The prehistory series on Perspectives is continuing with one of my favorite topics: the hunter-gatherers who are still alive today, and the fact that these people aren’t living fossils or windows onto the distant past. It’s really easy to think that hunter-gatherers are living a pristine way of life similar to that of prehistoric people, but that’s not the case. They’re subject to dramatically different pressures and forces. No less than us, they’re participants in a modern world - even uncontacted groups deep in the New Guinea Highlands or Amazonia - and are shaped by that modern world rather than being relics of a bygone age.
Despite that, we can still learn a ton by understanding these living foragers. The dynamics that shape their lives, the many different ways they find food, and their ingenious methods of survival all tell us scattered pieces about life in the distant past.
A lot of what we grapple with at BORDER/LINES comes down to subtleties in the application of language. Often, it’s legal language, where small differences in how a phrase or even a single word are interpreted can have massive repercussions on the immigration system and can mean the difference between safety and deportation and death. It’s also the language of the public discourse, where the same set of circumstances can be described in wildly different ways depending on the social and political moment and who’s doing the describing.
In recent weeks, the mainstream consensus on the border situation seems to have settled on the notion of “crisis,” with descriptions of the increasing numbers of unaccompanied minors seeking asylum prompting volleys of arguments back and forth over the administration’s handling of it. This whole discussion is parting from the premise that, one, this is measurably a crisis that is somehow uniquely difficult or anomalous, and two, that this was set off in isolation, a series of events that begins when the migrants enter the country, with no prior context.
In last week’s edition, we broke down this state of affairs, including the fact that the current situation was both entirely predictable and set off by conscious policy choices, both by the Trump and Biden administrations. We also took a look at some of the historic precedents here to puncture the narrative that this is a circumstance without parallel, and point out that, despite years of cyclical such “crises,” the systems to humanely accommodate these migrants as required by both our domestic laws and international obligations remain flawed and broken. As long as these meeting these moral responsibilities remains seen as a political question, they might never be fixed.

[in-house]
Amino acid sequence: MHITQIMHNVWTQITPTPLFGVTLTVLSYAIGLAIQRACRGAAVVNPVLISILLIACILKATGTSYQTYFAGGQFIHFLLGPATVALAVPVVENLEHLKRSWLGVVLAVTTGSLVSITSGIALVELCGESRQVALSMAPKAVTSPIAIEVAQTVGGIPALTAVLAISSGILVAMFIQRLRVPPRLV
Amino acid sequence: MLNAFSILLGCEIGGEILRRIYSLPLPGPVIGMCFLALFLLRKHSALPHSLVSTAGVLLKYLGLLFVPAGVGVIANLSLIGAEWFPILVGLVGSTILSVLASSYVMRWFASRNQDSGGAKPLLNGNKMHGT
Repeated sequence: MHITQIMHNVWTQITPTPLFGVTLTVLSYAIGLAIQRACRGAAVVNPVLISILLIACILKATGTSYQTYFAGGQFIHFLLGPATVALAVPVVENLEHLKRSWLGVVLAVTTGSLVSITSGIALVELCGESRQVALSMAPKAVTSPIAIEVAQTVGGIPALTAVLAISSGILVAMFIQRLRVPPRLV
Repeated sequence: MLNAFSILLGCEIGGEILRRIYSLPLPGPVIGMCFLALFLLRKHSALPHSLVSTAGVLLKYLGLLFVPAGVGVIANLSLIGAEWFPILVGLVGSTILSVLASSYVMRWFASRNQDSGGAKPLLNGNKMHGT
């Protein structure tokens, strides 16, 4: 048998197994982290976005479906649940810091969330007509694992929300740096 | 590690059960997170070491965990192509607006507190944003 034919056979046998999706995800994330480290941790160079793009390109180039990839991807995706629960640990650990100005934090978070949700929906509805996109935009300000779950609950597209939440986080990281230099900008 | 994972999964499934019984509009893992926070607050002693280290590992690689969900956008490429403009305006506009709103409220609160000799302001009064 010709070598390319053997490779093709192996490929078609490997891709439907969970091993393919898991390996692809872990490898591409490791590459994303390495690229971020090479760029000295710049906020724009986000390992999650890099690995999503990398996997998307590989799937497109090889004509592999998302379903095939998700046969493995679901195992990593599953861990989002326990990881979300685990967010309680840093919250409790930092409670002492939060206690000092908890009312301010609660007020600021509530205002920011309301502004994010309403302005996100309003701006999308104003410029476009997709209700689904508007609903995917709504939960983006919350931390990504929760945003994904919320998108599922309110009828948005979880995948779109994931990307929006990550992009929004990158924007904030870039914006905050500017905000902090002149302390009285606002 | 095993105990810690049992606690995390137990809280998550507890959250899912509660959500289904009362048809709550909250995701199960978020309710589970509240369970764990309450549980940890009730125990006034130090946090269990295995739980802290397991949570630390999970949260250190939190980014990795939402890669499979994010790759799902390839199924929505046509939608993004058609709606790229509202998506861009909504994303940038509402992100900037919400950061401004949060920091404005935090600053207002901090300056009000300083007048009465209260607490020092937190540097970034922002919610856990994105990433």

It would be premature to talk about a “new Pink Tide” or the like, but some kind of political shift seems to be happening in South America these days. The election of Alberto Fernández as president of Argentina back in 2019 feels like it happened a lifetime ago, but in retrospect it also feels like the first step in a larger backlash to the wave of conservatism that had washed over the continent in the mid 2010s. The election of Luis Arce, the Movement for Socialism candidate in last year’s Bolivian presidential election, reversed the November 2019 coup that ousted one of the original Pink Tide’s preeminent figures, Evo Morales. Arce is now stretching his wings a bit by pursuing criminal investigations into the key figures in that coup, including “interim president” Jeanine Áñez. Protesters in Chile forced its conservative leader, Sebastián Piñera, to begin a process that could finally see Chile’s Pinochet-era constitution swept into the dustbin of history. And conservative Paraguayan President is suddenly finding himself the target of public outrage over his management of the pandemic.
But the week’s biggest development in Latin American politics concerns another of the Pink Tide’s eminences, former Brazilian President Luiz Inácio Lula da Silva. Current Brazilian President Jair Bolsonaro may well owe his 2018 electoral victory to the dubious 2017 conviction of Lula on corruption charges. That conviction prevented Lula from running in 2018, when polling showed him leading Bolsonaro. On Monday, a Brazilian judge annulled it, which means that a politically vulnerable Bolsonaro may find himself running for reelection next year against the one man who likely would have defeated him in 2018—and who polling suggests could well beat him this time around. To be fair, prosecutors are appealing the ruling so the legal aspects of this case are not over. Moreover, Lula hasn’t actually yet said that he’s planning to run next year. But it sure seems like he is.